Turkey. Anglo-American Security Interests 1945-1952: The First Enlargement of NATO

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Turkey. Anglo-American Security Interests 1945-1952: The First Enlargement of NATO, by Ekavi Athanassopoulou. London and Portland, OR: Frank Cass, 1999. 274 pages. Bibl. to p. 267. Index to p. 274. $59.50.

This excellent seven-chapter book deals with a seminal event in Turkish diplomatic history: the developments which led to the acceptance of Turkey (and Greece) as a member of the North Atlantic Treaty Organization (NATO) on 15 February 1952), following the invitation of the Atlantic Council issued on 15 October 1951. The book is based on a careful and critical analysis of the US and British diplomatic correspondence, the memories of various Turkish, American, and British statesmen, newspaper and review articles, and secondary published sources. The author indicates how Turkey, benefitting from the moral support of the Soviet-Turkish Treaty of Friendship of 1921 and the Soviet-Turkish Treaty of Neutrality of 1925, finally reached an agreement with the British on Mosul in 1926. Ankara then went on to consolidate its relations with its Balkan neighbors through the Balkan Pact of 1934, in large part in order to counter Mussolini's expansionist threat, which also persuaded the British to acquiesce to Turkish demands to militarize the Dardanelles Straits through the Montreux Convention of 1936 and culminated in the treaty of alliance with Britain and France in 1939. Despite British pressure, Turkey did not enter World War Two until 1945, for it lacked sufficient arms and feared that the likely Soviet "help" would turn into occupation and subversion. The Treaty of 1939, according to Athanassopoulou, served as a legitimate basis for Turkey to ask for Western support against Soviet threats in the mid-1940s and, later, for membership in the European Council and European Economic Cooperation Organization. However, the same treaty provided the foundation for the British refusal to back Turkey's demands for membership in the European-Atlantic defense system, since the 1939 treaty, supposedly, provided Ankara with enough security guarantees-although in practice London was unable to meet its military and economic obligations. American military aid to Turkey (and Greece) to oppose Soviet expansion, which started with the Truman doctrine in 1947, was the beginning of a new and crucial era in Turkey's search for security and for its long-stated goal of becoming a member of the Western world. Turkey was eager to use London's influence with the Americans to expand and strengthen its relations with the United States in the hope that, in the end, Washington would assume responsibility for the defense of the Middle East (actually the Eastern Mediterranean) as part of the Western defense system. That is ultimately what happened, due partly to the heavy US military investment in Turkey and to the growing military potential of the Turkish armed forces to assure the defense of the Western Alliance.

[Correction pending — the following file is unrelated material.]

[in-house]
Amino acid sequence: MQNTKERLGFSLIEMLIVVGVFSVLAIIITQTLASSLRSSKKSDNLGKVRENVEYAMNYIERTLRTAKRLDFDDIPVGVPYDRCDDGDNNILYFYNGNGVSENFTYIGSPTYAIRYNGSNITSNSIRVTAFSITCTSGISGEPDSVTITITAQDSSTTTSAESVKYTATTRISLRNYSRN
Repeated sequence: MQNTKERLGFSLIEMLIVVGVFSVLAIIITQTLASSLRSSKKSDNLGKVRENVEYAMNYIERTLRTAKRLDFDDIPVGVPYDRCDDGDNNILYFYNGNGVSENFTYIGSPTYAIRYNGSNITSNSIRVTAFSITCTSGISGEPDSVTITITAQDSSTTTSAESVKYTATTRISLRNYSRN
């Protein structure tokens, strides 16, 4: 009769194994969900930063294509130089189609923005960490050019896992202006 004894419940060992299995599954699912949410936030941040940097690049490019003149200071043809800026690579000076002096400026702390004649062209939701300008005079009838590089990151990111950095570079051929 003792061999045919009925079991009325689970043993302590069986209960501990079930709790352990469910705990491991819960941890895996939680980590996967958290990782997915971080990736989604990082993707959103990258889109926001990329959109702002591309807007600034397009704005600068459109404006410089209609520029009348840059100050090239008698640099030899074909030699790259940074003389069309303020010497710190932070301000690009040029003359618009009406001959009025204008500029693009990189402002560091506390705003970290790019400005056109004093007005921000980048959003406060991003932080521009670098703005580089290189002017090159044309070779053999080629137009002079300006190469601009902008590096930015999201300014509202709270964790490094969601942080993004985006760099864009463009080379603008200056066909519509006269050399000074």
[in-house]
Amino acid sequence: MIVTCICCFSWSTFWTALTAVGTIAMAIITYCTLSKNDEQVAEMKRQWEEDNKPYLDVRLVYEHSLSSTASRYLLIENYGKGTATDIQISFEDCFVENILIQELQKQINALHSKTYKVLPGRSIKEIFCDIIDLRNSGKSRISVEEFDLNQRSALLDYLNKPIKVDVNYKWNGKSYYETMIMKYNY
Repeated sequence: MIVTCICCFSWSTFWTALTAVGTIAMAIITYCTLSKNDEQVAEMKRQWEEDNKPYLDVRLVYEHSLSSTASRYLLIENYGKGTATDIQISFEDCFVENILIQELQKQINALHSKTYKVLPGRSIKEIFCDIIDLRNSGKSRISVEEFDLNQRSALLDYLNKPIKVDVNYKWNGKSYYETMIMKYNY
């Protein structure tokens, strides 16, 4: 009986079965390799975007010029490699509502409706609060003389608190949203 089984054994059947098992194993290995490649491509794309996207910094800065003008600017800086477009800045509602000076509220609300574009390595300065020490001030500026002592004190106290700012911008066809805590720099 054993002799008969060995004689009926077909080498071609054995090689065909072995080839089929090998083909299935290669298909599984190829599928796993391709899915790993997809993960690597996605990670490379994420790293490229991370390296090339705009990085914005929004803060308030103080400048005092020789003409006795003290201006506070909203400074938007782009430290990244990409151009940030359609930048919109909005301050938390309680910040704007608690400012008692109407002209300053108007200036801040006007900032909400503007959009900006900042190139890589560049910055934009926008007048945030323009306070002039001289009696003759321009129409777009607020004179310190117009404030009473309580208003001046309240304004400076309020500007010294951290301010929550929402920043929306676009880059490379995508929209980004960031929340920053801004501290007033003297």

Dr. Athanassopoulou examines also a variety of other developments, such as Turkey's contribution of a brigade to the defense of South Korea, its acceptance of parliamentary democracy, and the anti-British revolutionary movements in Egypt and elsewhere in the Arab world, which increased Ankara's strategic importance in the eyes of the US officials and led to the demise of the British presence in the Middle East. …